Theophanes (Greek: Θεοφάνης, fl. ca. 925–945) was a Byzantine palace official and the chief adviser of Emperor Romanos Lekapenos (r. 920–944) during most of his reign. He was also an active and able diplomat, and led the naval defense of Constantinople against the Rus' invasion of 941.
Nothing is known of Theophanes's origin and early life. He first appears in the sources in October 925, as imperial protovestiarios, when he became the closest adviser (paradynasteuon) of Emperor Romanos I Lekapenos upon the downfall of his earlier chief aide, John Mystikos. Unlike Mystikos, Theophanes would prove both capable and loyal to his master, and remained the chief figure of the government for the remainder of Romanos's reign.
At that time, the Byzantine Empire had been embroiled in a protracted and disastrous war with Bulgarian Tsar Simeon (r. 893–927). In 927, however, Simeon died, and his infant son, Peter, ascended the Bulgarian throne under the regency of his uncle George Sursubul. Despite its victories, Bulgaria was exhausted from decades of warfare, and was furthermore threatened in its northern borders by the Magyars. Consequently, the Bulgarians decided to make peace with Constantinople. Negotiations followed at Mesembria, which proved successful: not only was peace agreed upon, but the links between Byzantium and Bulgaria were to be strengthened by a dynastic marriage of Tsar Peter with Maria Lekapene, the Byzantine emperor's granddaughter. Theophanes played a crucial role in the negotiations prior to the final signing of the treaty, and, together with Sursubul, was witness at the wedding of Peter and Maria. Theophanes proved his diplomatic skills yet again in April 934, when a large Magyar raid descended into Thrace. He met the raiders in person and arranged terms for their withdrawal and for the release of their captives in exchange for sums of money.
Soon, however, Theophanes would have the chance to acquire military glory as well: in early summer 941, the Byzantines received word from Bulgaria that a Rus' fleet of some 1,000 ships was sailing towards the Bosporus and Constantinople. At that point, the Byzantine capital was well-nigh defenceless, for the imperial army was fighting in the east under John Kourkouas and the navy was engaged with the Arabs in the Mediterranean. Fifteen old chelandia were discovered in one of Constantinople's harbours, put in order, outfitted with siphons for the discharge of Greek fire, and placed under the command of Theophanes. The improvised squadron met the Rus' at the entrance of the Bosporus, and through the use of Greek fire, turned them back. The bulk of the raiders then turned east and made landfall in Bithynia, plundering the province. As the local Byzantine forces rallied there and the army began to arrive from the East, the Rus' found themselves increasingly constrained. Trying to evade the Byzantines and return to their homeland, one night in September they tried to cross over into Thrace. Theophanes, however, now placed in command of the entire navy, was vigilant, and the Rus' fleet was annihilated. Theophanes returned in triumph to the Byzantine capital, where he was raised to the post of parakoimomenos as a reward.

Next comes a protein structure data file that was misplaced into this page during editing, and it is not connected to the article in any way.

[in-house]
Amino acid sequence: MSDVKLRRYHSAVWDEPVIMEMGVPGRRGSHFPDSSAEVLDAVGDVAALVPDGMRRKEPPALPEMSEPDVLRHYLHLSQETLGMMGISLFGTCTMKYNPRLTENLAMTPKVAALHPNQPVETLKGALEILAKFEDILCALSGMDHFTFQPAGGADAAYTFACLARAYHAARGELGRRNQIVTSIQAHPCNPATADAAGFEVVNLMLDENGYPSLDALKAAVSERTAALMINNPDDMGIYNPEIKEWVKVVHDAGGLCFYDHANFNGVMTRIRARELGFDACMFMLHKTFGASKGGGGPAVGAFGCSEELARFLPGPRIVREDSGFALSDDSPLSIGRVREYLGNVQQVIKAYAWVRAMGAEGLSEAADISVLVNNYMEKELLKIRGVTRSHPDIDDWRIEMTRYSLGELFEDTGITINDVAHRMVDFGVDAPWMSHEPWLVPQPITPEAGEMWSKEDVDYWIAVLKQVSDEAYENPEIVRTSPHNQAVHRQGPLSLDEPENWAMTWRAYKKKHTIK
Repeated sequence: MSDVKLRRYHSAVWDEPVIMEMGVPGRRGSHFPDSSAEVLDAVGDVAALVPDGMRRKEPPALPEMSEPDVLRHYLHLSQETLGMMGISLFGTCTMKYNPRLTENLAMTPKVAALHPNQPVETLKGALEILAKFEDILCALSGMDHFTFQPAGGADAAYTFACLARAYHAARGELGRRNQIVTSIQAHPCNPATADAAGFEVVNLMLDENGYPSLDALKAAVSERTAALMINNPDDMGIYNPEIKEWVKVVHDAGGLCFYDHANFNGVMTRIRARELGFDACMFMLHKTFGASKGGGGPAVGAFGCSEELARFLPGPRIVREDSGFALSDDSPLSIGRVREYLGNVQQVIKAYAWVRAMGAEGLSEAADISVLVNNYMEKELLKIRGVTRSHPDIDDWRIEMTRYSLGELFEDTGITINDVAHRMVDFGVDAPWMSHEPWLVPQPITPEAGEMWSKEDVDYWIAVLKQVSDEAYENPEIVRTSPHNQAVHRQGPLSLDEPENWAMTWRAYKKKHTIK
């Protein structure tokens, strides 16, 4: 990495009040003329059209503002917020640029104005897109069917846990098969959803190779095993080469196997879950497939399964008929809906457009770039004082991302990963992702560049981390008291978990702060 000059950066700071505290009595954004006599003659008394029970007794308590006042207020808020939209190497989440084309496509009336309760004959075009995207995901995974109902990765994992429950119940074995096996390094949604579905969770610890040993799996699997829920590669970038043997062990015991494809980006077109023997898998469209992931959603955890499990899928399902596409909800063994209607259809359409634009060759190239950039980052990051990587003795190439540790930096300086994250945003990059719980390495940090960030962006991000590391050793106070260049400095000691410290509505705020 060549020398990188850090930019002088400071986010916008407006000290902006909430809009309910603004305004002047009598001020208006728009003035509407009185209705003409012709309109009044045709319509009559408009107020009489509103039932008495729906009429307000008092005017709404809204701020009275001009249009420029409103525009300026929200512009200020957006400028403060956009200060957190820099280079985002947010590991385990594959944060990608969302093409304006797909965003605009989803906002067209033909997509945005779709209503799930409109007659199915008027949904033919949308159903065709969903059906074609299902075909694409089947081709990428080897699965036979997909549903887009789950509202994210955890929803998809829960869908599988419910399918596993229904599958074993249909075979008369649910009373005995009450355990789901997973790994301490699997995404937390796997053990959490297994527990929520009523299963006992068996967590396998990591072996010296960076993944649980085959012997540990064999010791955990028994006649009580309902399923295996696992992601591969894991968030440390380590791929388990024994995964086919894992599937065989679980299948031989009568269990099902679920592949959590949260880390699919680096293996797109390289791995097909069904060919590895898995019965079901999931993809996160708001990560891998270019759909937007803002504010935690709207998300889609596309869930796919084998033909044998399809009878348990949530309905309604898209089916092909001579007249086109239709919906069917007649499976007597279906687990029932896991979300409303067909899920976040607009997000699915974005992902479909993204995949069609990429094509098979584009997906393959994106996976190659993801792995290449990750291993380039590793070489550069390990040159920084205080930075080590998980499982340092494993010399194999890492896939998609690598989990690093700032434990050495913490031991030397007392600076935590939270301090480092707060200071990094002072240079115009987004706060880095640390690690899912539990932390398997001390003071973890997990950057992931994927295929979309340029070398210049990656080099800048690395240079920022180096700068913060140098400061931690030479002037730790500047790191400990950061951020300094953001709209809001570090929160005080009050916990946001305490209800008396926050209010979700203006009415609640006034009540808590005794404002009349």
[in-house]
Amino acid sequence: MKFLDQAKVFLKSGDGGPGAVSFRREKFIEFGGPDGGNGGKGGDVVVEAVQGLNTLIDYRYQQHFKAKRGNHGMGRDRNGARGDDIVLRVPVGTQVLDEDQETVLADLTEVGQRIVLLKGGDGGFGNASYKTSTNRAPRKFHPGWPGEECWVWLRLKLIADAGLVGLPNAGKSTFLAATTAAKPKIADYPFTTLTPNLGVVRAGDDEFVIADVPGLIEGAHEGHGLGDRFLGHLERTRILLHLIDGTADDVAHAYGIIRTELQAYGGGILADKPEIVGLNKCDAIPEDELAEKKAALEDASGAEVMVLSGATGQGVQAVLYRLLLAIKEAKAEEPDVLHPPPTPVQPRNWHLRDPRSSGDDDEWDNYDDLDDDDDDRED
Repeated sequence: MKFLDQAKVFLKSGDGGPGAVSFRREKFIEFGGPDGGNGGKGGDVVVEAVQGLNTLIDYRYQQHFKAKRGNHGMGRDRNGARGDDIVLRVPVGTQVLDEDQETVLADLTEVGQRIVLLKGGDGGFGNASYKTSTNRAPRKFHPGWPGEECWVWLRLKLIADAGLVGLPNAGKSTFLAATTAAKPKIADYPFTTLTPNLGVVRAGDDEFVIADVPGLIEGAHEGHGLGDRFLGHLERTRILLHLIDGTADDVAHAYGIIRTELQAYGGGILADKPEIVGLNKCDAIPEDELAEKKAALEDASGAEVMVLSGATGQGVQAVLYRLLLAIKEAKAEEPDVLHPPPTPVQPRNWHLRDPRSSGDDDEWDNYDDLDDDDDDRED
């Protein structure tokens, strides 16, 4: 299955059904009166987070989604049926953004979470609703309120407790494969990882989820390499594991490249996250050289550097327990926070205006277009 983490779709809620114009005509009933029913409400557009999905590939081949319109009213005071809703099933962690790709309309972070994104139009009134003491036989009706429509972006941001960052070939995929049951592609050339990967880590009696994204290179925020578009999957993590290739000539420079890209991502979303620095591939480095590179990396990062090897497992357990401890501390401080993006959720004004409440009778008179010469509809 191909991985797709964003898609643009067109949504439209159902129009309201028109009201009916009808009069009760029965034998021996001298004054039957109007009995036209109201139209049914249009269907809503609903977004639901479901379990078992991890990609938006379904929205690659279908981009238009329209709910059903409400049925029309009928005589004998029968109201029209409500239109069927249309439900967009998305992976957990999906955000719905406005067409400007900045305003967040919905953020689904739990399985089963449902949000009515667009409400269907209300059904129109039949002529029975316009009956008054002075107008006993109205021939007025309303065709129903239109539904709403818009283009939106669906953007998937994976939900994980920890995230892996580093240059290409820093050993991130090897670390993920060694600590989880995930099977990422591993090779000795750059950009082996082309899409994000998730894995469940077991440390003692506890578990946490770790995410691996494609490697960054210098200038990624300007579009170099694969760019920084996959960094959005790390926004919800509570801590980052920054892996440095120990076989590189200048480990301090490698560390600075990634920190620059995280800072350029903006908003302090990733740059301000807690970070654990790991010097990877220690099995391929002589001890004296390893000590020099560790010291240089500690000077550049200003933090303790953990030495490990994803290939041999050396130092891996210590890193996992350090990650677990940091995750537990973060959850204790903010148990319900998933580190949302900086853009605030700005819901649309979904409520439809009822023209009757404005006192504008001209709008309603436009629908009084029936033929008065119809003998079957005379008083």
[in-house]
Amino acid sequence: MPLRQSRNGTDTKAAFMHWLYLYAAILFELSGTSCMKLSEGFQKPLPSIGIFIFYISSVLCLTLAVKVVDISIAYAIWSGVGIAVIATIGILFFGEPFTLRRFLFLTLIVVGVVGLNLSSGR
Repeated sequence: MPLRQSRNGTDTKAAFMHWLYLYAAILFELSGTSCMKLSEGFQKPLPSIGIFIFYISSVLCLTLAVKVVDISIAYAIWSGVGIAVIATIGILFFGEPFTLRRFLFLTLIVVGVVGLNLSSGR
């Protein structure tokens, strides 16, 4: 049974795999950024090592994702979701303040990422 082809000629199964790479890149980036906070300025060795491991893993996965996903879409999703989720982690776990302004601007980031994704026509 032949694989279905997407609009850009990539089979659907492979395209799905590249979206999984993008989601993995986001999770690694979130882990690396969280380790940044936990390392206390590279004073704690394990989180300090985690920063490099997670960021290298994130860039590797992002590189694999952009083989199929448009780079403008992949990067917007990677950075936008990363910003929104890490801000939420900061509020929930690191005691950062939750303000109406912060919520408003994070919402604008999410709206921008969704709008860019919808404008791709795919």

At the same time, Kourkouas's victories in the East brought not only new territory to the Byzantine Empire: in 944, he forced the city of Edessa to surrender one of the holiest of Christendom's relics, the "Mandylion". Theophanes was sent at the head of the Byzantine delegation to receive it from an Edessene embassy at the river Sagaris, and thence convey it to Constantinople, where it was received with great pomp and ceremony. This triumph, however, was to be the last for Emperor Romanos. His eldest sons and co-emperors, Stephen and Constantine, overthrew him in December 944 and exiled him to the island of Prote. Shortly after, another palace coup deposed them as well, and restored power to the legitimate emperor, Constantine VII. Theophanes was one of the few officials of the previous regime to remain in power; soon, however, he plotted together with the Patriarch of Constantinople Theophylaktos Lekapenos to return Romanos from his exile and restore him to the Byzantine throne. The plot was uncovered sometime in 947, and Theophanes was deposed and exiled. The date and place of his death are unknown.
- Runciman 1988, p. 69.
- Runciman 1988, pp. 68–69; Jenkins 1987, p. 241.
- Kazhdan 1991, p. 2061.
- Runciman 1988, p. 96.
- Runciman 1988, pp. 96–97.
- Runciman 1988, pp. 97–98.
- Runciman 1988, p. 105.
- Runciman 1988, p. 111.
- Runciman 1988, pp. 111–112; Jenkins 1987, pp. 250–251.
- Runciman 1988, p. 112; Jenkins 1987, p. 251.
- Runciman 1988, p. 230.
- Runciman 1988, pp. 146–149.
- Runciman 1988, pp. 235–236.
- Jenkins, Romilly (1987). Byzantium: The Imperial Centuries, AD 610–1071. Toronto, Ontario, Canada: University of Toronto Press. ISBN 0-8020-6667-4.
- Kazhdan, Alexander Petrovich (1991). Oxford Dictionary of Byzantium. New York, New York and Oxford, United Kingdom: Oxford University Press. ISBN 978-0-19-504652-6.
- Runciman, Steven (1988) . The Emperor Romanus Lecapenus and His Reign: A Study of Tenth-Century Byzantium. Cambridge, United Kingdom: Cambridge University Press. ISBN 0-521-35722-5.
Title last held byConstantine Barbaros
|Parakoimomenos of the Byzantine emperor